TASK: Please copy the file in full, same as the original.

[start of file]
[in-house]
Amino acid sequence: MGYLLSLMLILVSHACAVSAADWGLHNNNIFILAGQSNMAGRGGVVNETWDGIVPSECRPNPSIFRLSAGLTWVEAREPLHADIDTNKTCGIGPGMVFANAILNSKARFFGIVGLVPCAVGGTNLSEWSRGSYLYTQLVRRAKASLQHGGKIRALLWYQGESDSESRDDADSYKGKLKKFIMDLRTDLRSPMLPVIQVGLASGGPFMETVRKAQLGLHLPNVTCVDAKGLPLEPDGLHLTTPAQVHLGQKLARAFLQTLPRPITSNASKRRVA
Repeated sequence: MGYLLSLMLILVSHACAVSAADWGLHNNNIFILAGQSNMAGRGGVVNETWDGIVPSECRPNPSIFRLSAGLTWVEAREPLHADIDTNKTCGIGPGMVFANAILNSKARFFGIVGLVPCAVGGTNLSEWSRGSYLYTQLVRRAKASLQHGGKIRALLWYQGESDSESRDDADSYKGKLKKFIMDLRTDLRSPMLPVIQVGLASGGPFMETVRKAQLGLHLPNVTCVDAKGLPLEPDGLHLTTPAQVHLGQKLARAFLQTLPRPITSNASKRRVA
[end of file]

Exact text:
[in-house]
Amino acid sequence: MGYLLSLMLILVSHACAVSAADWGLHNNNIFILAGQSNMAGRGGVVNETWDGIVPSECRPNPSIFRLSAGLTWVEAREPLHADIDTNKTCGIGPGMVFANAILNSKARFFGIVGLVPCAVGGTNLSEWSRGSYLYTQLVRRAKASLQHGGKIRALLWYQGESDSESRDDADSYKGKLKKFIMDLRTDLRSPMLPVIQVGLASGGPFMETVRKAQLGLHLPNVTCVDAKGLPLEPDGLHLTTPAQVHLGQKLARAFLQTLPRPITSNASKRRVA
Repeated sequence: MGYLLSLMLILVSHACAVSAADWGLHNNNIFILAGQSNMAGRGGVVNETWDGIVPSECRPNPSIFRLSAGLTWVEAREPLHADIDTNKTCGIGPGMVFANAILNSKARFFGIVGLVPCAVGGTNLSEWSRGSYLYTQLVRRAKASLQHGGKIRALLWYQGESDSESRDDADSYKGKLKKFIMDLRTDLRSPMLPVIQVGLASGGPFMETVRKAQLGLHLPNVTCVDAKGLPLEPDGLHLTTPAQVHLGQKLARAFLQTLPRPITSNASKRRVA